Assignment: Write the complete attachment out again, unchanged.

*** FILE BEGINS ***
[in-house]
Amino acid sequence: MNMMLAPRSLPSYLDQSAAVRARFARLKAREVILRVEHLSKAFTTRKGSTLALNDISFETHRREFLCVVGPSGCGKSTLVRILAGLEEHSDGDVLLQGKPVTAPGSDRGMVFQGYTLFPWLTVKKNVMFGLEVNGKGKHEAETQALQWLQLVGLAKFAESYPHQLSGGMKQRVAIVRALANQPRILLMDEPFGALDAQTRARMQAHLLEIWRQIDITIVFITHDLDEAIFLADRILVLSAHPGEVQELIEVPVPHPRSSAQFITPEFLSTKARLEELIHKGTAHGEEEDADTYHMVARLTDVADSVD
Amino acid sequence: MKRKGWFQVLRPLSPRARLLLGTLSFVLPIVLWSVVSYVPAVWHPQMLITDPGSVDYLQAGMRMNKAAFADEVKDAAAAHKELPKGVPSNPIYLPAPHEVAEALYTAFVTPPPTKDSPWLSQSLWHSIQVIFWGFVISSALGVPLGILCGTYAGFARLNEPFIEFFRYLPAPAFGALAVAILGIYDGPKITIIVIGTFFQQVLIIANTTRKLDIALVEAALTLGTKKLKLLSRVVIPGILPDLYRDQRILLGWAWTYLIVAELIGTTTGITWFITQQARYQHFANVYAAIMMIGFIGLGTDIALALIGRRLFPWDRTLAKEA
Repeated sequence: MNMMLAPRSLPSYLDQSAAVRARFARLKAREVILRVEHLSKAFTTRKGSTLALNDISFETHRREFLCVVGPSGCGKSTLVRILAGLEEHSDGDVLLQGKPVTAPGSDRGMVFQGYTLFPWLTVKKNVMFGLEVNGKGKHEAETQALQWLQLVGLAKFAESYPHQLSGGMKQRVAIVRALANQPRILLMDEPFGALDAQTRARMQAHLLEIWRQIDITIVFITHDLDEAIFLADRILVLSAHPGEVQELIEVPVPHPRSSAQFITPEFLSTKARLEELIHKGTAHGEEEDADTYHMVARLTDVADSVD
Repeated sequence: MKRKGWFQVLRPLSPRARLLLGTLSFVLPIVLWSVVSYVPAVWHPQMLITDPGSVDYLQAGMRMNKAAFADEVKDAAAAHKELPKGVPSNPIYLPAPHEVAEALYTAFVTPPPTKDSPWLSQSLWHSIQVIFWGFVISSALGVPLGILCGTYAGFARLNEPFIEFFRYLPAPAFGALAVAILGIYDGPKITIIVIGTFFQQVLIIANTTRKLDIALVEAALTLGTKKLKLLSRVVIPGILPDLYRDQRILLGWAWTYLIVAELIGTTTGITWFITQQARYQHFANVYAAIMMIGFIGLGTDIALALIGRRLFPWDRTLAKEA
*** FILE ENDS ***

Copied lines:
[in-house]
Amino acid sequence: MNMMLAPRSLPSYLDQSAAVRARFARLKAREVILRVEHLSKAFTTRKGSTLALNDISFETHRREFLCVVGPSGCGKSTLVRILAGLEEHSDGDVLLQGKPVTAPGSDRGMVFQGYTLFPWLTVKKNVMFGLEVNGKGKHEAETQALQWLQLVGLAKFAESYPHQLSGGMKQRVAIVRALANQPRILLMDEPFGALDAQTRARMQAHLLEIWRQIDITIVFITHDLDEAIFLADRILVLSAHPGEVQELIEVPVPHPRSSAQFITPEFLSTKARLEELIHKGTAHGEEEDADTYHMVARLTDVADSVD
Amino acid sequence: MKRKGWFQVLRPLSPRARLLLGTLSFVLPIVLWSVVSYVPAVWHPQMLITDPGSVDYLQAGMRMNKAAFADEVKDAAAAHKELPKGVPSNPIYLPAPHEVAEALYTAFVTPPPTKDSPWLSQSLWHSIQVIFWGFVISSALGVPLGILCGTYAGFARLNEPFIEFFRYLPAPAFGALAVAILGIYDGPKITIIVIGTFFQQVLIIANTTRKLDIALVEAALTLGTKKLKLLSRVVIPGILPDLYRDQRILLGWAWTYLIVAELIGTTTGITWFITQQARYQHFANVYAAIMMIGFIGLGTDIALALIGRRLFPWDRTLAKEA
Repeated sequence: MNMMLAPRSLPSYLDQSAAVRARFARLKAREVILRVEHLSKAFTTRKGSTLALNDISFETHRREFLCVVGPSGCGKSTLVRILAGLEEHSDGDVLLQGKPVTAPGSDRGMVFQGYTLFPWLTVKKNVMFGLEVNGKGKHEAETQALQWLQLVGLAKFAESYPHQLSGGMKQRVAIVRALANQPRILLMDEPFGALDAQTRARMQAHLLEIWRQIDITIVFITHDLDEAIFLADRILVLSAHPGEVQELIEVPVPHPRSSAQFITPEFLSTKARLEELIHKGTAHGEEEDADTYHMVARLTDVADSVD
Repeated sequence: MKRKGWFQVLRPLSPRARLLLGTLSFVLPIVLWSVVSYVPAVWHPQMLITDPGSVDYLQAGMRMNKAAFADEVKDAAAAHKELPKGVPSNPIYLPAPHEVAEALYTAFVTPPPTKDSPWLSQSLWHSIQVIFWGFVISSALGVPLGILCGTYAGFARLNEPFIEFFRYLPAPAFGALAVAILGIYDGPKITIIVIGTFFQQVLIIANTTRKLDIALVEAALTLGTKKLKLLSRVVIPGILPDLYRDQRILLGWAWTYLIVAELIGTTTGITWFITQQARYQHFANVYAAIMMIGFIGLGTDIALALIGRRLFPWDRTLAKEA